Ocean City Today
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Live-in program saves city $600K in salaries

Volunteers sleep in bunks in resort, West Ocean City to support OCFD’s needs
By Katie Tabeling | Apr 06, 2017

(April 7, 2017) Responding to the City Council’s questions on the financial return Ocean City Volunteer Fire Company’s live-in program, fire department leaders issued a report that determines the program saves the city somewhere between $600,000 to $1 million a year.

That amount reflects the 40 to 48 hours per week of wages Ocean City would need to pay a career firefighter instead of relying on the 10 on-duty volunteers who stay in fire stations free. Underlying costs and benefits do not factor into that estimate, according to the report.

The low-end of the cost range reflects time that officials have to wait for live-ins to receive physicals, therefore officially starting the job. The $1 million amount demonstrates a full shift without rounding, such as a volunteer arriving five minutes late.

“The ‘live-in’ program today augments the departmental mission to provide the best service possible at the most reasonable cost,” wrote Fire Chief Chris Larmore in the report.

The Ocean City Volunteer Fire Company compiled the report to present to its Board of Directors on Wednesday, but Larmore also sent a copy to City Manager Doug Miller as a way to quantify the program’s economic impact.

During a bid opening for design plans for a new mid-town fire station last week, Councilman Wayne Hartman asked for an overview of the program and said that it had no structure and no clear savings.

“This program has teeth,” Volunteer Fire Company President Jay Jester. “It’s important to support the fire department’s functionality and it has no impact on the budget. It’s a win-win, and rarely in life do you have something like that.”

The volunteer live-in program has been around, in some form or another, for 40 years, and offers participants an opportunity to live rent-free in exchange for responding to emergency calls.

Participants must be at least 18 years old, but must be 21 years old to drive fire department equipment. Under program requirements that were amended in 2013, volunteers also must be employed for 20 hours per week or be a part-time student. At any time a live-in loses his or her job or drops out of school, that person will have 60 days to regain it before being terminated from the program.

Volunteer members are required to be living in a station a minimum of four nights a week between 7 p.m. and 7 a.m. They are expected to run calls when they are in the station, with the exception of 2 hours prior to any work or school responsibility, the requirements state.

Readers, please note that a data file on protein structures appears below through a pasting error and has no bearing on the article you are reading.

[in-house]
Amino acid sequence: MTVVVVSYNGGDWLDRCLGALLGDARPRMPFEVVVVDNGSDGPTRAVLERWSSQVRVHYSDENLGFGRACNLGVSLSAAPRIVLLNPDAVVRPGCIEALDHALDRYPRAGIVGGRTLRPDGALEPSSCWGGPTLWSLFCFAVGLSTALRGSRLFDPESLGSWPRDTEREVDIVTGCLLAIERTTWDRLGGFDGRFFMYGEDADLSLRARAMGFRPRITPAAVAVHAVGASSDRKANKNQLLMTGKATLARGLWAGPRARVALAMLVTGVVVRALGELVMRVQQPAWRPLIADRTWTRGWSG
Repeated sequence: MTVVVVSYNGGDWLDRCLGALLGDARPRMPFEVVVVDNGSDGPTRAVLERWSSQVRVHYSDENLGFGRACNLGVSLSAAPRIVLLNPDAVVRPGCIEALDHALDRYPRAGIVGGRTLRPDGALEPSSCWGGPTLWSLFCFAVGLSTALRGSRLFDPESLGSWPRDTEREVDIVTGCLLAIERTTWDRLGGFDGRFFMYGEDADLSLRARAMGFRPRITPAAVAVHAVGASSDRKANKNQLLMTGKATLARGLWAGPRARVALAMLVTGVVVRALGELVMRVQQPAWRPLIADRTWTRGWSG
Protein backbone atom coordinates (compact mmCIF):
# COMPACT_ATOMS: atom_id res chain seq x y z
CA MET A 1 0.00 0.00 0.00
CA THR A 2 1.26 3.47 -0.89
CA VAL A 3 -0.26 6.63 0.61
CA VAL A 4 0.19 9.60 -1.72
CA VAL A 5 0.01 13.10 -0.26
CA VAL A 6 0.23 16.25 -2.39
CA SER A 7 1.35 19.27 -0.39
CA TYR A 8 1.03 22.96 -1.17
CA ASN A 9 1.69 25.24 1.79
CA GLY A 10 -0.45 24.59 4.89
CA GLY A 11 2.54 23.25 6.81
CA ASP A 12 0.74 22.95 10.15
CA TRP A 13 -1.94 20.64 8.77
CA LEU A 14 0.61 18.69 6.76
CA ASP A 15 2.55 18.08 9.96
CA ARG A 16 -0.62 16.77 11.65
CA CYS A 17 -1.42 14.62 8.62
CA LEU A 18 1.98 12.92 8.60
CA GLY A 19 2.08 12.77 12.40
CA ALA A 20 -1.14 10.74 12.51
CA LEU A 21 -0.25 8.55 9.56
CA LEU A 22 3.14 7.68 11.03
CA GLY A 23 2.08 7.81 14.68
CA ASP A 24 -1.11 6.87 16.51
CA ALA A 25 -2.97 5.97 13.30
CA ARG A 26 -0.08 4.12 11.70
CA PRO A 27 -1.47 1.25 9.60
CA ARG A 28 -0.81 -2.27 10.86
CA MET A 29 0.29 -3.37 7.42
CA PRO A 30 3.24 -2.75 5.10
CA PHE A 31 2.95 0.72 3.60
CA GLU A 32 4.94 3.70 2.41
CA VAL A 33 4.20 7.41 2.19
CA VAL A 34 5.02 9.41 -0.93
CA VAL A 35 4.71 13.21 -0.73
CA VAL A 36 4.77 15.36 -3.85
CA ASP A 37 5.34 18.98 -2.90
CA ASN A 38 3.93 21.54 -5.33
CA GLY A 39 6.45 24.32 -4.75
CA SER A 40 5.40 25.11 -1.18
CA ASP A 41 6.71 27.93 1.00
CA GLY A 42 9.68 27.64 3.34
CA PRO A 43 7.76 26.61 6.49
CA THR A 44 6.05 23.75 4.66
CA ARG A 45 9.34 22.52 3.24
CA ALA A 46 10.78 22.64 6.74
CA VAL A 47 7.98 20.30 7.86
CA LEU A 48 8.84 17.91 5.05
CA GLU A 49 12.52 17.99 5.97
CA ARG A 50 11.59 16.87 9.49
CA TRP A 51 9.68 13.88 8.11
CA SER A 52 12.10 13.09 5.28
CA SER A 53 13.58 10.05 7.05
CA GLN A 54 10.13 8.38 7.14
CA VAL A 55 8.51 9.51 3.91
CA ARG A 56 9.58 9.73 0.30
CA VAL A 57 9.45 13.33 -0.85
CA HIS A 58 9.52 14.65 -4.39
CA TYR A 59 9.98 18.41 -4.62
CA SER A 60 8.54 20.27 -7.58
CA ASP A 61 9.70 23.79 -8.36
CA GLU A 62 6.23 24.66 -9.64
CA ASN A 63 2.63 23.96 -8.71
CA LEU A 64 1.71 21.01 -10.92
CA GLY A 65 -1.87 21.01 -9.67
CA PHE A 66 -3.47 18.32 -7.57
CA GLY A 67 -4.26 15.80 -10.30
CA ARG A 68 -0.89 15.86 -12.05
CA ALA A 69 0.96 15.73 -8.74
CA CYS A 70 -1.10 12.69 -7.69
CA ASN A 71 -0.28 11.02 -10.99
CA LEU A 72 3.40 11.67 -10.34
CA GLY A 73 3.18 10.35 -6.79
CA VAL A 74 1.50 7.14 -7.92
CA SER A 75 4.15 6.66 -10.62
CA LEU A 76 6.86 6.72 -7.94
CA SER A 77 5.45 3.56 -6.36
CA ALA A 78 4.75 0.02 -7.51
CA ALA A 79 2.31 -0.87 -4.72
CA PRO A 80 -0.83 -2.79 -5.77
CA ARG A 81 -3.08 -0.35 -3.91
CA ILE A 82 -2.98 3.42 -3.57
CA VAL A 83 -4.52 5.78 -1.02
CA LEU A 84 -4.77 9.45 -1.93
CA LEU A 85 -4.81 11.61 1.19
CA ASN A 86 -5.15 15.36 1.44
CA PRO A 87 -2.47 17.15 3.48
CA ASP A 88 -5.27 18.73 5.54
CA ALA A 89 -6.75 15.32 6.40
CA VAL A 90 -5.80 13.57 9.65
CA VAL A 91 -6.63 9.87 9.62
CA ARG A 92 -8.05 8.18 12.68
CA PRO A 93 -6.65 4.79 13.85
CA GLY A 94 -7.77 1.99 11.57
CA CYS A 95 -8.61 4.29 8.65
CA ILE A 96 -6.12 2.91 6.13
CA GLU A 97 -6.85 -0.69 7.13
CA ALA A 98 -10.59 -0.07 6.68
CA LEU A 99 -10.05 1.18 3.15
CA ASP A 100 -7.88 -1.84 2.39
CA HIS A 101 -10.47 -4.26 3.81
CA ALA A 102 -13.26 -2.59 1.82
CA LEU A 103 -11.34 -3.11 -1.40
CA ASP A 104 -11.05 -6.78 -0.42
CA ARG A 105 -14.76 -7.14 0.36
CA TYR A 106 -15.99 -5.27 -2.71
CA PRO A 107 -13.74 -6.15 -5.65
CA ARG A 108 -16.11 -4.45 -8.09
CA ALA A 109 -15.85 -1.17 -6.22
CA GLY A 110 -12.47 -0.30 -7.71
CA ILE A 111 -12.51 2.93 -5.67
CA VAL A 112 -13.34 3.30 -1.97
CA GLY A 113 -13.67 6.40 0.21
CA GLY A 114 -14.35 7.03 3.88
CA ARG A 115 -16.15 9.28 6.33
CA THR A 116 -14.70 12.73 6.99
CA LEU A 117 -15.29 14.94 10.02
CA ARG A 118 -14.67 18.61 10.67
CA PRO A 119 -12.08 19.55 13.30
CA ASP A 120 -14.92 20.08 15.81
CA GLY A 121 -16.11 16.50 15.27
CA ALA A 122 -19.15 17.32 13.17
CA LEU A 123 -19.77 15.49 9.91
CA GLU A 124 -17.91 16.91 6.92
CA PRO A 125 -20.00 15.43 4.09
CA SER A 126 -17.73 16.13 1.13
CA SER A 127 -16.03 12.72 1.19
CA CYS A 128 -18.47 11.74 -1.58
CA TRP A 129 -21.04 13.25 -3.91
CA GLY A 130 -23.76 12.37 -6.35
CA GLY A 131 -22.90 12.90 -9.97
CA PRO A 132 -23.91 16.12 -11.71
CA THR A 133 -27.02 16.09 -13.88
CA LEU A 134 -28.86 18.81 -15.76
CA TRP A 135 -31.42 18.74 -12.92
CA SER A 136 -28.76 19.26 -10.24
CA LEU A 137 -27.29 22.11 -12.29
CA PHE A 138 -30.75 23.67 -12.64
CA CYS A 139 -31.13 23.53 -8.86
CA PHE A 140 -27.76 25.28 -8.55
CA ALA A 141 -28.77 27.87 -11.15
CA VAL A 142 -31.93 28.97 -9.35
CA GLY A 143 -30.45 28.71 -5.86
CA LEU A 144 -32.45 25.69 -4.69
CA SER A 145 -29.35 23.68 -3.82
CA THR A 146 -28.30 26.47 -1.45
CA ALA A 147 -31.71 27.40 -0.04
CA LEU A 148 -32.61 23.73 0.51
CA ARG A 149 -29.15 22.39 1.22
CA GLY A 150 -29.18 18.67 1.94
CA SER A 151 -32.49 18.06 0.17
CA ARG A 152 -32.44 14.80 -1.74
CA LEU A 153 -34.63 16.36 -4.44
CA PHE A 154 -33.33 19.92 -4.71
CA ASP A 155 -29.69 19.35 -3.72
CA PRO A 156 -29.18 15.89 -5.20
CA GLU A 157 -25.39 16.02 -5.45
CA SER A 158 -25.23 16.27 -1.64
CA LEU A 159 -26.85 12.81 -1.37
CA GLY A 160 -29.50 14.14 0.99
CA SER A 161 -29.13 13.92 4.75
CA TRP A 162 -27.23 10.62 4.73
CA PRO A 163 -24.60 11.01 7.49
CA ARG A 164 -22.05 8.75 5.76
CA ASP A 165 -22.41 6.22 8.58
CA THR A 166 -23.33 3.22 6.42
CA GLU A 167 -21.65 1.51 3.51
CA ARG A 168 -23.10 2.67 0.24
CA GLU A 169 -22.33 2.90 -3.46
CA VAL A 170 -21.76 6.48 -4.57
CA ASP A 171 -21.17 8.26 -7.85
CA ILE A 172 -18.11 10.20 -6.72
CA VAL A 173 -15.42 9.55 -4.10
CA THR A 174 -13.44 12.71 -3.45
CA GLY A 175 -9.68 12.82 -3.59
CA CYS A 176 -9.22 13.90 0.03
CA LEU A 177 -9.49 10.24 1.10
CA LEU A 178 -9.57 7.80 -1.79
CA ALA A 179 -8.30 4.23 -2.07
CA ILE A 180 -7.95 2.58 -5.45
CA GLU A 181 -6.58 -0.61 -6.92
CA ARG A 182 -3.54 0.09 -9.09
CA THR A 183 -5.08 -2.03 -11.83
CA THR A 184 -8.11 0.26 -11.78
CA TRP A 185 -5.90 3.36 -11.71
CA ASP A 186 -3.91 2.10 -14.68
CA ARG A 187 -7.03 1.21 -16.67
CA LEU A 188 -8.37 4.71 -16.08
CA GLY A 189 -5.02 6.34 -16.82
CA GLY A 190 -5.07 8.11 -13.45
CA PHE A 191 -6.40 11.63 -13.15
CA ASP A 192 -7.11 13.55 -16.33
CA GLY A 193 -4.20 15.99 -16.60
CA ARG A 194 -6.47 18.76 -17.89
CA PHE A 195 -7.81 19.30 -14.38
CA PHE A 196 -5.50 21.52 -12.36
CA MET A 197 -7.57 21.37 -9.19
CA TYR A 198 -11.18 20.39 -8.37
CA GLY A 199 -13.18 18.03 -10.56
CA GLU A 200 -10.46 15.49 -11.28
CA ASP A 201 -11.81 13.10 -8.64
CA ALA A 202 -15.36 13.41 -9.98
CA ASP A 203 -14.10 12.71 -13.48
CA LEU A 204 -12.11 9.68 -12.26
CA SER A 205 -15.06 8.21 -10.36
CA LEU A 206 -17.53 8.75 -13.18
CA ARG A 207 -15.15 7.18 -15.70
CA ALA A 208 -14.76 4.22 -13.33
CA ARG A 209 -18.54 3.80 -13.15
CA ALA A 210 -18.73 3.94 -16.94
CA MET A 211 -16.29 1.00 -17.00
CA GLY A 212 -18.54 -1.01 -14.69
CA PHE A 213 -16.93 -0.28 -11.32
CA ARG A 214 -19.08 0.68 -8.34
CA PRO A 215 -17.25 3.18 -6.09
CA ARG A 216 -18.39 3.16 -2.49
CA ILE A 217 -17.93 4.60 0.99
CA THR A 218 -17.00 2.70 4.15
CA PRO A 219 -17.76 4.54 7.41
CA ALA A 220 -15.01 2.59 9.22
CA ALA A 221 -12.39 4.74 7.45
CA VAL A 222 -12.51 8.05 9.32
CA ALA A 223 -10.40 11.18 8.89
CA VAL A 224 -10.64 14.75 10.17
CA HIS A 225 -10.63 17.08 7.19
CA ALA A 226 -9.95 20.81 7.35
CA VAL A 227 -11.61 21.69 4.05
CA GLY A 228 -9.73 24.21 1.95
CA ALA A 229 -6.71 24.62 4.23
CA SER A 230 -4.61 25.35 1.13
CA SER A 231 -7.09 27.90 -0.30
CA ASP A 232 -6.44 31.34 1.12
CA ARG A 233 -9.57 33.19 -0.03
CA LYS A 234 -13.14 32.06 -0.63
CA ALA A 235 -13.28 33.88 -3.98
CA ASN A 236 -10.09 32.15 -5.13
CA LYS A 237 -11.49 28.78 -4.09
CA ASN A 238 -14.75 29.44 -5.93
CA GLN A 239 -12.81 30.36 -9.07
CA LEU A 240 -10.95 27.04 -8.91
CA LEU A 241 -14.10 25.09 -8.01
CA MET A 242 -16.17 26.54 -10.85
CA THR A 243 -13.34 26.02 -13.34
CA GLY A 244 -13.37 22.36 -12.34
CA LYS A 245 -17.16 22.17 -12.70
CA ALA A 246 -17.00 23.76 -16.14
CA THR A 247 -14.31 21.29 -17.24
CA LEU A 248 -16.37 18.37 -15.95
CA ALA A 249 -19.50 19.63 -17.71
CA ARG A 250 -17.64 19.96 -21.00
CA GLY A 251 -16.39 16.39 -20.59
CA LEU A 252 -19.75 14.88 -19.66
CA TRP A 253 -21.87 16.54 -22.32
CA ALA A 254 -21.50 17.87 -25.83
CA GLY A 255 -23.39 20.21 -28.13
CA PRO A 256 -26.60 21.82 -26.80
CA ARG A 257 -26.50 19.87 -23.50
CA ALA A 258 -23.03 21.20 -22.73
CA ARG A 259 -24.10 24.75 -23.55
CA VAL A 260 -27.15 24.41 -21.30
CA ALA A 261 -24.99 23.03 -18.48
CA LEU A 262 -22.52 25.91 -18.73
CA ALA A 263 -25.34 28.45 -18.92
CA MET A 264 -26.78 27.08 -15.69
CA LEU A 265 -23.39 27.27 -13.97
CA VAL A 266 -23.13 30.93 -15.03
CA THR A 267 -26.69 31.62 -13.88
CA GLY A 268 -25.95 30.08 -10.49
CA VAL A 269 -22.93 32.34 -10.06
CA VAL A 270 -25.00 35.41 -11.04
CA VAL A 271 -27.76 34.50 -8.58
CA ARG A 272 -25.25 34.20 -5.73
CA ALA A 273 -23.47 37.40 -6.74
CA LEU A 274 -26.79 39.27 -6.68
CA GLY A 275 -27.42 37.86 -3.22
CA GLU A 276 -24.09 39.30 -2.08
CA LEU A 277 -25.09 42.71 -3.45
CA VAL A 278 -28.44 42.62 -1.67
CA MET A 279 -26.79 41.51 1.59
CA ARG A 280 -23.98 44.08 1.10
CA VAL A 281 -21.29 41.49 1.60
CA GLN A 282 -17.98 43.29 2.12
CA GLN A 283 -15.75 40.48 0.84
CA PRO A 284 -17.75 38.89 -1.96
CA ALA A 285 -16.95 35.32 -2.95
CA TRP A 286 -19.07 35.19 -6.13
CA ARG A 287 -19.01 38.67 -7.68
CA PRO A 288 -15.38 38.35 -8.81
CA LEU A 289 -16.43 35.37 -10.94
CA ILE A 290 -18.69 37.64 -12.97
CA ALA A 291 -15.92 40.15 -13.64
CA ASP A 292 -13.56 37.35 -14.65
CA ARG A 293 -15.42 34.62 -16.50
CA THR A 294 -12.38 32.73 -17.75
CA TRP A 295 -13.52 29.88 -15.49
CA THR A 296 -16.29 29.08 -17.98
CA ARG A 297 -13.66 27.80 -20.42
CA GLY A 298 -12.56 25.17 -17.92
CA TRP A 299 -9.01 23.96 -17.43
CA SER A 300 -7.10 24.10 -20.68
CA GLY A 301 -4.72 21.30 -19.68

“Live-ins are allowed to sleep during their stay at the fire house, but they’re still expected to answer calls,” Jester said. “It’s hard to sleep through a radio that loud.”

The program is overseen by Assistant Chief Jeff Aperance. His responsibilities include scheduling the minimum crew requirements, performing monthly and non-monthly inspection of the stations and coordinating whatever disciplinary action when necessary.

At the moment, live-ins record their hours in a paper logbook, but Jester said the company is looking into an online timesheet service.

“If the log book is doctored, like it says they were there when it wasn’t, that results in an automatic dismissal,” he said. “The coordinator is required to look at it every three months, but he can look at it at any time.”

Live-ins are also spread out on fire stations on the island and in West Ocean City. There are four bunks in Station 4 at 130th Street and three bunks in 15th Street headquarters. Both facilities were renovated in the past three years.

The volunteer’s headquarters on Keyser Point Road has three bunks as well.

Larmore wrote in his report that the program has never failed to be at capacity, He also noted that one of the issues is intermittent vacancies when one live-in leaves and the fire department waits for a new one. Jester pointed out the problem isn’t applicants.

“We have around 200 inquires. About 75 percent of those would want to work in the summer, and 25 percent said they’d work year-round,” he said. “If we accepted about half of those year-round applicants, that’s 25 live-ins. I just need the space to put them.”

Fire Station 3 on 74th Street currently has no live-in bunks, and the council committed to a plan to eventually build a new station in 2015. Rough outlines of that plan would have the firehouse move to 65th Street and include four beds, mirroring the 130th Street location. City staff projected that building new mid-town fire station would cost around $3.3 million.

Last week, a council majority voted to use $30,000 that was earmarked for design plans for the new station for repair work on the current one instead.

“I understand where they’re coming from,” Jester said. “It’s taxpayer money, and they have to answer to them to use that money responsibly.”

 

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